target. Microsoft has traditionally been the biggest target for attackers.
However, as more and more people begin to swarm to Linux, Firefox, and other
open source tools, hackers will also turn their attention to these programs and
begin to find exploits.

Everyone has been touting Firefox’s security. But now it
turns out to be little more secure than IE, especially when you take the time
to lock IE down correctly. If you don’t like ActiveX—and who does?—turn it off!

I’m not picking on open source; I think the folks at Mozilla
have done all of us a great service. I use Firefox myself—I just use it without
the anti-Microsoft blinders on.

And I’m not saying that Microsoft does any better on the
security front. I just want to remind everyone who makes a living in software
security that they can’t place their clients and employers at risk exclusively on the basis that some open
source program is more secure only because it hasn’t seen wide use.

Developing software is hard. People have forgotten how hard
it is because of all the object-oriented tools that make it look easy. But real
commercial-grade code-crunching is very difficult, and making sure certain
millions of lines of code are not only perfect—but also don’t point to some hole-ridden
library—is simply impossible.

And, in response to those who argue that open source programs
receive patches more quickly: In both the corporate and government arenas, patching
is a major headache and expense. The fact that patches are available more quickly
doesn’t add any more dollars to the budget or time on the clock to install these
patches. I applaud fast patching, but it isn’t that important to those of us
who would prefer something that just never needs patching—that’s where the real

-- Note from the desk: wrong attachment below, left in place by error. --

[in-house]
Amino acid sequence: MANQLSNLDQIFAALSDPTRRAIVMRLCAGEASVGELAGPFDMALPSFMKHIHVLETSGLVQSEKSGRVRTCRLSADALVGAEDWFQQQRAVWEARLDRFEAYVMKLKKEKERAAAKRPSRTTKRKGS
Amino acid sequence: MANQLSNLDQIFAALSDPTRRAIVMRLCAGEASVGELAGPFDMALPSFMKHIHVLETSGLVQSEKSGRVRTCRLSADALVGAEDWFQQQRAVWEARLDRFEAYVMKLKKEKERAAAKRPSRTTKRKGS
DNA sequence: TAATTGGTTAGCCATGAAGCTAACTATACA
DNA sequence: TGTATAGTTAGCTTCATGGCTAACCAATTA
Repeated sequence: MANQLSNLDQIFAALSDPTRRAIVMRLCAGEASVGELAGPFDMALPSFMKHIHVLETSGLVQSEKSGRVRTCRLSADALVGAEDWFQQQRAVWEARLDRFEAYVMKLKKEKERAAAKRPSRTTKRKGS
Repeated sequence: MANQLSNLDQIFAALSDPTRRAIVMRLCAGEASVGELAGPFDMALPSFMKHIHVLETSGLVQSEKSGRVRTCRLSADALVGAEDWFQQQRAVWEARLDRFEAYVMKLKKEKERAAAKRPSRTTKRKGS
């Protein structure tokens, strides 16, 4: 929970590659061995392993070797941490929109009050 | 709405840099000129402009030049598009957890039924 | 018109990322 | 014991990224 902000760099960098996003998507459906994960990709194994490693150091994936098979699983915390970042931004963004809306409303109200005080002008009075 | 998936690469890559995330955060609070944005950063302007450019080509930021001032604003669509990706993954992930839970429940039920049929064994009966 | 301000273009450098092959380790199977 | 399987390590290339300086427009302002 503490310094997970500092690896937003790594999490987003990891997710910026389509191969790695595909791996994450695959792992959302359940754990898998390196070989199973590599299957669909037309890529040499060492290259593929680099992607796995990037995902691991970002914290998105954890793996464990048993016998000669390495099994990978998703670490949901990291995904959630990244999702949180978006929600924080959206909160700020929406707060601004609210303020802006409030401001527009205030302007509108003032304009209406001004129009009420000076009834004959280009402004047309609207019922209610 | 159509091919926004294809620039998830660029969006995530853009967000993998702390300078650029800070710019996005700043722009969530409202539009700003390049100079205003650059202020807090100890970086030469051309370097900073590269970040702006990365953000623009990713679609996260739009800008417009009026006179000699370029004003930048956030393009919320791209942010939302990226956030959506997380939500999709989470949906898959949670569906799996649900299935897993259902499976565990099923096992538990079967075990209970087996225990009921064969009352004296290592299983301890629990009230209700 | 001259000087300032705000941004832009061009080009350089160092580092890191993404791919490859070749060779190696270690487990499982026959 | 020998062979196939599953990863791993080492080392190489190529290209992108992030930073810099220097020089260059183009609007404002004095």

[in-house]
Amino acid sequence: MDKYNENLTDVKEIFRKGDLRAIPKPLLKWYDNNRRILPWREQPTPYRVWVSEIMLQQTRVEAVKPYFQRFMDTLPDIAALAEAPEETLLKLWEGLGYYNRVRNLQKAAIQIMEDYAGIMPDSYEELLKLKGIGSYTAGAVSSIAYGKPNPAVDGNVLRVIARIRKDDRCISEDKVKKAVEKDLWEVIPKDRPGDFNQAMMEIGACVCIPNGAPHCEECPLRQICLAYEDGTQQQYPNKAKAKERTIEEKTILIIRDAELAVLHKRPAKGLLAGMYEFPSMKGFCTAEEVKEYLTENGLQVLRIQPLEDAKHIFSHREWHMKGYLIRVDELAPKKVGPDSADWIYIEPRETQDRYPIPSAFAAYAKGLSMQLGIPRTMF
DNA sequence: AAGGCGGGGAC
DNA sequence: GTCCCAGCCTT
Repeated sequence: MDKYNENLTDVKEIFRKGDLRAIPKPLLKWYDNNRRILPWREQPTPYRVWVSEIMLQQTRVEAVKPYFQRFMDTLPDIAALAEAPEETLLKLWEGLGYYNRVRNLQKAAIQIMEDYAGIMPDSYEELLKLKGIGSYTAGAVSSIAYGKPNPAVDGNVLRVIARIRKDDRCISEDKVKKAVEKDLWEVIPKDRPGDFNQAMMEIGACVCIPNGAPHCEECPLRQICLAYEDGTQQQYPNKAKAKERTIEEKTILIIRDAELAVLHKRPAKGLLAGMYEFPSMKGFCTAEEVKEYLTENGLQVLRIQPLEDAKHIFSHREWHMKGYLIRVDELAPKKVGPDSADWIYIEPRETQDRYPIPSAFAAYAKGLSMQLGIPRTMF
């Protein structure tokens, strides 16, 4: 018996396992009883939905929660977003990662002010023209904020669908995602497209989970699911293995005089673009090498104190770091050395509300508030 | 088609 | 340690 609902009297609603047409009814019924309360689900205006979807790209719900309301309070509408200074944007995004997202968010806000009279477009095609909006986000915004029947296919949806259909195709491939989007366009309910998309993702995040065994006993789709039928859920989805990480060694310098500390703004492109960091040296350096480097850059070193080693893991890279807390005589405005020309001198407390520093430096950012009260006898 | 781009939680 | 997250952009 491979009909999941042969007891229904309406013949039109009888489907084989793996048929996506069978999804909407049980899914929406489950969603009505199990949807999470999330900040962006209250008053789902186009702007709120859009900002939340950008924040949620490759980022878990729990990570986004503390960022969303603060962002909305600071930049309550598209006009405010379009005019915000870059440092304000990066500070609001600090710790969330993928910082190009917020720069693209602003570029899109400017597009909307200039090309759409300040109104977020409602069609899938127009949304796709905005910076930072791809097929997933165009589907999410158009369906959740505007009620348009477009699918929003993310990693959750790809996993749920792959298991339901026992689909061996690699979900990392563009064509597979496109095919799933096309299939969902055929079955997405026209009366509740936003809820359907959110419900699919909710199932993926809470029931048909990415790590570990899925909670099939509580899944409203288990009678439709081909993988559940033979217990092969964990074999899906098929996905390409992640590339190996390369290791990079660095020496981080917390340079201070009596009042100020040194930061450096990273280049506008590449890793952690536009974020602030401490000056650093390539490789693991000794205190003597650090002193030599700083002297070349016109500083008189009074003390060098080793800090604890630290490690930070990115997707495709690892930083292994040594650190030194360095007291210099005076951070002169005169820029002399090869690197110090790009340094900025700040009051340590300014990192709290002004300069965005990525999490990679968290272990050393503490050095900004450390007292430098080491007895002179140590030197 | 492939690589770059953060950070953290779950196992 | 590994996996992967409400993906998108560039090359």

time and money savings would come in.

I look forward to reading other views in this article’s
discussion, but don’t forget the importance of the bottom line, or that—not me, not Secunia—lists a lot of critical flaws in all versions
of Firefox through 1.0.3.

Also watch for …

  • A new
    entry in Microsoft’s extremely limited malware battle, the Malicious
    Software Removal Tool (MSRT), is now available
    for download
    . This update is a monthly occurrence for this tool, when
    Microsoft adds one or two new pieces of malware to the tool’s removal
    database. This month’s addition is Sdbot. While MSRT is fine, I find it
    hardly worth the effort because it deals with so few problems, and most readers
    should already have a good antivirus tool or two in their toolkit.
  • Microsoft
    has announced a new bug notification service, dubbed
    Microsoft Security Advisories
    , in an effort to confirm reports of
    flaws and provide a workaround until a patch is available.

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John McCormick is a
security consultant and well-known author in the field of IT, with more than
17,000 published articles. He has written the IT Locksmith column for
TechRepublic for more than four years.